Non-FDA approved medication and gout


A family member recently asked me about this new herbal supplement, which I had never heard of, that supposedly stops gout attacks in an instant. Since I have never heard of it, I decided to look it up on reliable sources such as PubMed, Lexi-Comp, UpToDate, and Natural Medicines Comprehensive Database and found nothing. It turns out that this supplement is not approved by the U.S. Food and Drug Administration. This article will discuss background information on gout, FDA approved medication options, and the non-FDA approved drug in question that you can discuss with your healthcare provider and pharmacist.

In patients with gout, we see an overproduction or under excretion of a chemical called uric acid. Clinical presentation of gout in the early stages typically feature an acute inflammation of any joint (typically the big toe) such as ankles, heels, knees, wrists, fingers, and elbows. Later stages feature an increase in uric acid resulting in flares, more than one joint being affected, tophi (due to crystal deposits), kidney stones, and renal failure.

To treat an acute attack, the current guidelines from the American College of Rheumatology suggest both non-medication and medication options that acutely treat pain and decrease inflammation (do not target pathophysiology). If you do not have access to the recommended medications and the pain is very mild, you can apply an ice pack on the affected area. For mild/moderate acute gout attacks, monotherapy is recommended with NSAIDs (indomethacin, naproxen, and sulindac are FDA-approved to treat acute gout), colchicine, and corticosteroids (prednisone and methylprednisolone are typically used).

To prevent recurrent attacks, typically in those who experience more than two gout attacks per year, urate-lowering therapy is recommended. ULT medications include allopurinol, febuxostat, or probenecid (if you cannot take febuxostat or allopurinol), which help decrease the amount of uric acid in your body.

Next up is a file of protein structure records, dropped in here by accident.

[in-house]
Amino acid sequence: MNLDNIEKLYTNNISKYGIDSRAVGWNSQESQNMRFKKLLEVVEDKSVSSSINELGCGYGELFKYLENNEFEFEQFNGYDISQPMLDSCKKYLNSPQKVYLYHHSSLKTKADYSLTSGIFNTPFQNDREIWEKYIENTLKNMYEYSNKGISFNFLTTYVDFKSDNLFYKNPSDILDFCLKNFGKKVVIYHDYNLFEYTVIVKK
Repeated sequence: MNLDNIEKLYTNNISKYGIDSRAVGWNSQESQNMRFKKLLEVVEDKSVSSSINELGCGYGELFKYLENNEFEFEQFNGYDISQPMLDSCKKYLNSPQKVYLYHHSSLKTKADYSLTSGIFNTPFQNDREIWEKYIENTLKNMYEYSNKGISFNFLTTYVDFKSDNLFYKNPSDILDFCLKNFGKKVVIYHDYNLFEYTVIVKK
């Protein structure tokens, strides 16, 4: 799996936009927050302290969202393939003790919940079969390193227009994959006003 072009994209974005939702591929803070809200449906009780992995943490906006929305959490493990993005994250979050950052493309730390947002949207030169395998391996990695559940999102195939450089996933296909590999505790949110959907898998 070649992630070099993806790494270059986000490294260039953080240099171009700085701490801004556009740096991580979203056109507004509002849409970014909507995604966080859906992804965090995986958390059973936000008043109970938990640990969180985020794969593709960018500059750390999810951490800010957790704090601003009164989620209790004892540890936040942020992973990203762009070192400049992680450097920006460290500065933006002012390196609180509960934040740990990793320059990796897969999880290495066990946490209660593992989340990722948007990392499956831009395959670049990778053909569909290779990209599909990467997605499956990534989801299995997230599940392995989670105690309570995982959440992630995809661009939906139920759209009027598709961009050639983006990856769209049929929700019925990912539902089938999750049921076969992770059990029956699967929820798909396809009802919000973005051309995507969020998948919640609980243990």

The non-FDA approved drug/supplement in question claims on the packaging that it is an herbal supplement that “soothes achy joint, relieves pain, longevity joint strength, and liver detoxification.” One website that sells the product claims that it “cures high uric acid, arthritis, and gout.” According to the FDA, a product sold as a dietary supplement (herbal products are considered dietary supplements per FDA) and promoted on its label or labeling as a “treatment, prevention or cure for a specific disease or condition would be considered an unapproved—and therefore illegal—drug.” In 2015, even the Philippines FDA issued a warning against using it, as it posed “potential danger or injury.” In addition, the ingredients are not listed on its packaging box nor on any website so we do not even know what are the contents in each capsule but can only assume that it is not 100 percent herbal, as many supplements contain prescription medications not mentioned on their labels.

Gout is a condition due to overproduction or under excretion of uric acid. The approved therapy for acute gout attacks can be treated with NSAIDs, colchicine, and corticosteroids. For those that experience more than two attacks per year, there are medications that target the pathophysiology of gout. Due to the non-FDA approved medication’s time of onset almost being immediate in treating an acute gout attack, many have vouched for it and tell their family and friends about it. However, this herbal supplement is not approved in treating gout, with its claims even being illegal per the FDA. Before starting any new medication or supplement, seek medical advice from your healthcare provider or pharmacist to ensure that your treatment is both safe and effective.

Khanna D, Fitzgerald JD, Khanna PP, et al. 2012 American College of Rheumatology guidelines for management of gout.

Part 1: systematic nonpharmacologic and pharmacologic therapeutic approaches to hyperuricemia.

Arthritis Care Res (Hoboken). 2012;64(10):1431-46.

2. Khanna D, Khanna PP, Fitzgerald JD, et al. 2012 American College of Rheumatology guidelines for management of gout.

Part 2: therapy and anti-inflammatory prophylaxis of acute gouty arthritis. Arthritis Care Res (Hoboken). 2012;64(10):1447-61

3. Questions and answers on dietary supplements. Available at: Accessed May 29, 2017.

4. Public health warning against the use of the following unregistered drug products. Available at: Accessed May 29, 2017.

JONATHAN MUNA (Special to the Saipan Tribune)
Jonathan Muna, PharmD, was raised on Saipan and is a graduate of the University of Hawaii at Hilo Daniel K. Inouye College of Pharmacy, who received his Doctor of Pharmacy degree in 2017. His interests include infectious disease and ambulatory care.

Jonathan Muna (Special to the Saipan Tribune)

Related Posts

Disclaimer: Comments are moderated. They will not appear immediately or even on the same day. Comments should be related to the topic. Off-topic comments would be deleted. Profanities are not allowed. Comments that are potentially libelous, inflammatory, or slanderous would be deleted.